For some people the simple statement : “We must focus on winning the political arguments” will offer only frustration.
But it is the right thing to do.
Politics is a slow and difficult process and the essential task is to be able to step outside your own head and outside you own worldview and walk with others who have experienced the world differently.
Two or three things will be pivotal in taking the case forward and building a mass majority for independence.
What will the new Constitutional Convention look like and what will be remit and nature of the new Scotland Papers?
The idea behind a Constitutional Convention is to broaden and deepen the independence movement beyond narrow party interest, to activate new players and new voices. This is essential but is also plagued with traps and problems.
If the convention is cast as too worthy, full of doughty civic leaders and predictable figures it may look and feel like a tired re-tread. Church leaders and trade union leaders might be the go-to choices but they also raise the question of who thy actually represent? If it was possible to highlight people representing workers rights and a spiritual voice without delving into institutional Scotland then we might have a more dynamic body.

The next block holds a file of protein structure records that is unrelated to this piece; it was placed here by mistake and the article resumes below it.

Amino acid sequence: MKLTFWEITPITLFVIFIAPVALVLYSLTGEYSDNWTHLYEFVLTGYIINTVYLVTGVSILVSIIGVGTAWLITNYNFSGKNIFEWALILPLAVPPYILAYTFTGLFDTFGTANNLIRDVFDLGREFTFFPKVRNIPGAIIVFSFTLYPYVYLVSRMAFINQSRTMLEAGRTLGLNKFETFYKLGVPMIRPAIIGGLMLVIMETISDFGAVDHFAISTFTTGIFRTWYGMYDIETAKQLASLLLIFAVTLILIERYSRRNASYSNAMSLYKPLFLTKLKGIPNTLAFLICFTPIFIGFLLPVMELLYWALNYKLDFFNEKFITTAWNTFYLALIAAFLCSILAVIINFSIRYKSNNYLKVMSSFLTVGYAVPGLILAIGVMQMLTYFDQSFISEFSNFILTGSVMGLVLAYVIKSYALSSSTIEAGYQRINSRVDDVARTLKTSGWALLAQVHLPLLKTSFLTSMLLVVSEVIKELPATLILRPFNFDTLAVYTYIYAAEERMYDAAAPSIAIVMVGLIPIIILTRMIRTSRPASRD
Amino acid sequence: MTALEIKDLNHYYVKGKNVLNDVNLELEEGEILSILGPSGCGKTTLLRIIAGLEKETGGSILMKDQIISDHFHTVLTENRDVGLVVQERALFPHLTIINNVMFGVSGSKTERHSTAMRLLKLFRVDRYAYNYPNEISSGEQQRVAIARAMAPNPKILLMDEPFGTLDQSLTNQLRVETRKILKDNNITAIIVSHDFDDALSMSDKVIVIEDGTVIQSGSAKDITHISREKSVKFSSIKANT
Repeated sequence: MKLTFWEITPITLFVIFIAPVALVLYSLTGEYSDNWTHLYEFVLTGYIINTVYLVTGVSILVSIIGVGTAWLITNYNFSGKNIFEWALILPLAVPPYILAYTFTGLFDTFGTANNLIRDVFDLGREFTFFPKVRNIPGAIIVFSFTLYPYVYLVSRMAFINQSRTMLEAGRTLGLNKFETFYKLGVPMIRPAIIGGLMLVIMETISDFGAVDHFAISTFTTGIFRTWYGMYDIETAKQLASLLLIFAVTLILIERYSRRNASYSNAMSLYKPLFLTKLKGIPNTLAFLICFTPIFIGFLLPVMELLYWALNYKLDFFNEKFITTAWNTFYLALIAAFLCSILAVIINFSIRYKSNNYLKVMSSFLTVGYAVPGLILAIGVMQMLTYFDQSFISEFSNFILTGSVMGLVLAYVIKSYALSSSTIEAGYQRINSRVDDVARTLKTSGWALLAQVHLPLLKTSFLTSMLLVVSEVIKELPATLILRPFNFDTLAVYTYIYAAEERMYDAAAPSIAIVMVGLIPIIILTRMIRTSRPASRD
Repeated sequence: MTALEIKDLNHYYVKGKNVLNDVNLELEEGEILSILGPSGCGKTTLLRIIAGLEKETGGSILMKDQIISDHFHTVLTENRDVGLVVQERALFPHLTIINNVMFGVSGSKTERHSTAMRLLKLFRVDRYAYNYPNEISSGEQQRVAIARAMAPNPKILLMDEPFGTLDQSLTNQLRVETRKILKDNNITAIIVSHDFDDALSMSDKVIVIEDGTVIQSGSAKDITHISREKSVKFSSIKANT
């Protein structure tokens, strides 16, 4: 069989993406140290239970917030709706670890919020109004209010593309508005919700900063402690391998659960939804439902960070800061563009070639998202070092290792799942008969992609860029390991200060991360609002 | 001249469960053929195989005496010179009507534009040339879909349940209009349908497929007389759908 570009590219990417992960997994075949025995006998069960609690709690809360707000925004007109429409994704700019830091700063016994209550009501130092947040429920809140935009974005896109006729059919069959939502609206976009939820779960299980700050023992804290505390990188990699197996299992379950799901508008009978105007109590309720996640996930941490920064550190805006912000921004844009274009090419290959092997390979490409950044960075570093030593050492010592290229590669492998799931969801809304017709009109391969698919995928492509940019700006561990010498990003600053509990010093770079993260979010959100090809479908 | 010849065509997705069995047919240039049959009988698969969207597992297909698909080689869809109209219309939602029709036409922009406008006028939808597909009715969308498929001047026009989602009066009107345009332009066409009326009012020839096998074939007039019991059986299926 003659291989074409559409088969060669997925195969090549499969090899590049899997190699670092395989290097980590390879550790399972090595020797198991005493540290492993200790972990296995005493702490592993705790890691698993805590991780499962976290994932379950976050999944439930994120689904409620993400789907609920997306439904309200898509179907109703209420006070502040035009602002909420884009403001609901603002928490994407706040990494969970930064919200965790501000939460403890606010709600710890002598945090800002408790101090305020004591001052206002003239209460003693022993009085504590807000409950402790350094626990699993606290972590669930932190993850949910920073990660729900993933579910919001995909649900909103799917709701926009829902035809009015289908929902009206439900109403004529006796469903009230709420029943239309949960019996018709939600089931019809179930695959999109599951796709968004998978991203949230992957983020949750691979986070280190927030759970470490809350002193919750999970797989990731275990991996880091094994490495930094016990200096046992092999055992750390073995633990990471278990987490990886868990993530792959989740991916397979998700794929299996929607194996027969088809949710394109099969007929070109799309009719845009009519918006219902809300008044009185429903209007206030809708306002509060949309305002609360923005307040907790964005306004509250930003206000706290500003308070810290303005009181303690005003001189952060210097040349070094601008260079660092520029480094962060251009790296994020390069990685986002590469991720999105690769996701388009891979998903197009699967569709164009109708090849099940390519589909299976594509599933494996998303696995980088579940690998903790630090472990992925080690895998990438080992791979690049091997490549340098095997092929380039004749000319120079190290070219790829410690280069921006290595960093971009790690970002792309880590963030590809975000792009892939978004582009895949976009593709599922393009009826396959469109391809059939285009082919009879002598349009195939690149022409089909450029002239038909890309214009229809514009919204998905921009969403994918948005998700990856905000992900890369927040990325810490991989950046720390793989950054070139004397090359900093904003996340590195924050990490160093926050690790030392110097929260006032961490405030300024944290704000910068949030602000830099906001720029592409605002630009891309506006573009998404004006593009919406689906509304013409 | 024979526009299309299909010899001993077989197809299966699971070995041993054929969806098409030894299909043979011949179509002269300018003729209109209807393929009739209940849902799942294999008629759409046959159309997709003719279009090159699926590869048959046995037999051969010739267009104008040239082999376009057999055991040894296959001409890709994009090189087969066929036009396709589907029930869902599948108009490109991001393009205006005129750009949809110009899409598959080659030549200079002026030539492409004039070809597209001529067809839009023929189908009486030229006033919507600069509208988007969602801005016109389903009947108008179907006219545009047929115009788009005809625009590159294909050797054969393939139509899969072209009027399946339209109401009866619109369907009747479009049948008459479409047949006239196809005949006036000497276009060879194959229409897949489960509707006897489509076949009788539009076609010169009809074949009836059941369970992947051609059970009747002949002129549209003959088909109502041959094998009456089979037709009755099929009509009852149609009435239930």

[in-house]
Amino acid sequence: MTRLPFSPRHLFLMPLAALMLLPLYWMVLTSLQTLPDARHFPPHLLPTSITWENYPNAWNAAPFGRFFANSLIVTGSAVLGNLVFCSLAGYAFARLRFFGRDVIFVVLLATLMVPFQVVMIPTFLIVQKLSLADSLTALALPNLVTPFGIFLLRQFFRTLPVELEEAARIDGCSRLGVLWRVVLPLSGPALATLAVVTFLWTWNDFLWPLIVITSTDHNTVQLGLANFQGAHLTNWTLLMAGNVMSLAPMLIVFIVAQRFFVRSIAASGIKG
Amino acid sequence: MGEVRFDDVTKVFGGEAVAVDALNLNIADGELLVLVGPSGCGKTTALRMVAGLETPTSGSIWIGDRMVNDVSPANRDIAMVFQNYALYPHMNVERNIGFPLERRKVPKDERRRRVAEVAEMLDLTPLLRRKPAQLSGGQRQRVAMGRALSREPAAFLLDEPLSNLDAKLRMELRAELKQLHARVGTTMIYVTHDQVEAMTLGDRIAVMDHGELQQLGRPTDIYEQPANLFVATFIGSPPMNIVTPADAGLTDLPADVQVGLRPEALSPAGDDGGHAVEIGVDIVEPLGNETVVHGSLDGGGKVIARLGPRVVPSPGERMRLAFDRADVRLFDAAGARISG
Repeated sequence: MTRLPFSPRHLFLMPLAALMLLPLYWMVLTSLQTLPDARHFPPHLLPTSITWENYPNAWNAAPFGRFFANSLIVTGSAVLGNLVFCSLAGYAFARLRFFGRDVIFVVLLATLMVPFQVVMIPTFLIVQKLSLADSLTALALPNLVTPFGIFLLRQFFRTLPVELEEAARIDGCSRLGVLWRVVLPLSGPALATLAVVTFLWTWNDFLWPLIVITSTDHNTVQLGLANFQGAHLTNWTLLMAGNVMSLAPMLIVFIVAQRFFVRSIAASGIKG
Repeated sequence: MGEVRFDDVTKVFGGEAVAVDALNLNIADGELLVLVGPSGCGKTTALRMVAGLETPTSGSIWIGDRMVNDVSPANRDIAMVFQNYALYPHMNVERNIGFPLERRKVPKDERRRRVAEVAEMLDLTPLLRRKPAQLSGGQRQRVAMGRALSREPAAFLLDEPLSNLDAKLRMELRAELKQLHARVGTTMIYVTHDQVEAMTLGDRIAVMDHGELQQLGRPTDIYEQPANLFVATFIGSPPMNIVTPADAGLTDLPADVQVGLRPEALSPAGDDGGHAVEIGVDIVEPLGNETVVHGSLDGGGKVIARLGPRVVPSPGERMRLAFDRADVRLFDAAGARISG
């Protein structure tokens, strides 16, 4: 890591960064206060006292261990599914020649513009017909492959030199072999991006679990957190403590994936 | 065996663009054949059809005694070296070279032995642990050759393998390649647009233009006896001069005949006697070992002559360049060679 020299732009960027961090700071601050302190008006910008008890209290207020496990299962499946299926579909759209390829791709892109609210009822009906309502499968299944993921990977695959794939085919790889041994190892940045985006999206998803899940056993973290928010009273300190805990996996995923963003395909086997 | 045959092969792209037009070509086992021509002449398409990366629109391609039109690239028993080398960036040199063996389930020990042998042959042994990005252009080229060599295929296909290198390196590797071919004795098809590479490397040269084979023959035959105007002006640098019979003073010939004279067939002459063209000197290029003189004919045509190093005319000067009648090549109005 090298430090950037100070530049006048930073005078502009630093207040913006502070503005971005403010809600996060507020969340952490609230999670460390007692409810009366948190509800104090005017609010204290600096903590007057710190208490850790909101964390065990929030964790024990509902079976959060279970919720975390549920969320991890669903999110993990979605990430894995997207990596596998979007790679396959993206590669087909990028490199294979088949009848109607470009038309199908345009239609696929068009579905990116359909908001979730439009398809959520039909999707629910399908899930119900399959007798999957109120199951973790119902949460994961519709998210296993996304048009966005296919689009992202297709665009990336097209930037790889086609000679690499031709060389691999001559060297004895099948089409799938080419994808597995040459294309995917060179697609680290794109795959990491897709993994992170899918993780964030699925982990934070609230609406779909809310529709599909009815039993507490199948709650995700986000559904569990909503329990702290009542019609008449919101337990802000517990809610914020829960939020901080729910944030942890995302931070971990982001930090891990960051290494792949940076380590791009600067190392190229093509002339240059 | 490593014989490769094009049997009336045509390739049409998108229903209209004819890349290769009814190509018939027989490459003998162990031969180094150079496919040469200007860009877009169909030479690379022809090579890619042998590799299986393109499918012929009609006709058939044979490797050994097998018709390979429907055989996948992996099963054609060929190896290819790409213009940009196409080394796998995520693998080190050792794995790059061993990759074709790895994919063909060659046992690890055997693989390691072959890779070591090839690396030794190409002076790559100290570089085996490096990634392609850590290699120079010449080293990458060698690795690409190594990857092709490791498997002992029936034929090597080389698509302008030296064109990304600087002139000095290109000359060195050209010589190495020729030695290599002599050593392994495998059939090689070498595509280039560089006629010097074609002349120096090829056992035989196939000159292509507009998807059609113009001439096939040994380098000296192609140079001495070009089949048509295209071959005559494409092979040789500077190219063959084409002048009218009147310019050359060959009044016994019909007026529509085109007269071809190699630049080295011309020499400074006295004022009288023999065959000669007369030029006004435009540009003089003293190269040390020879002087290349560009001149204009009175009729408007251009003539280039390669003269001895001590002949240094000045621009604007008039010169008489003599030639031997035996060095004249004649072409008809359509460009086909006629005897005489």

Second, the Constitutional Convention might play a part in giving a lifeline to the many people in other parties (and none) that want to speak out on independence but don’t want to be part of the SNP machine. For that matter the SNP would do well to loosen the purse and to give backing to the many non-party civic groups that desperately need it, whether that be the overlooked Scottish Independence Convention and/or other groups that are crying out for support.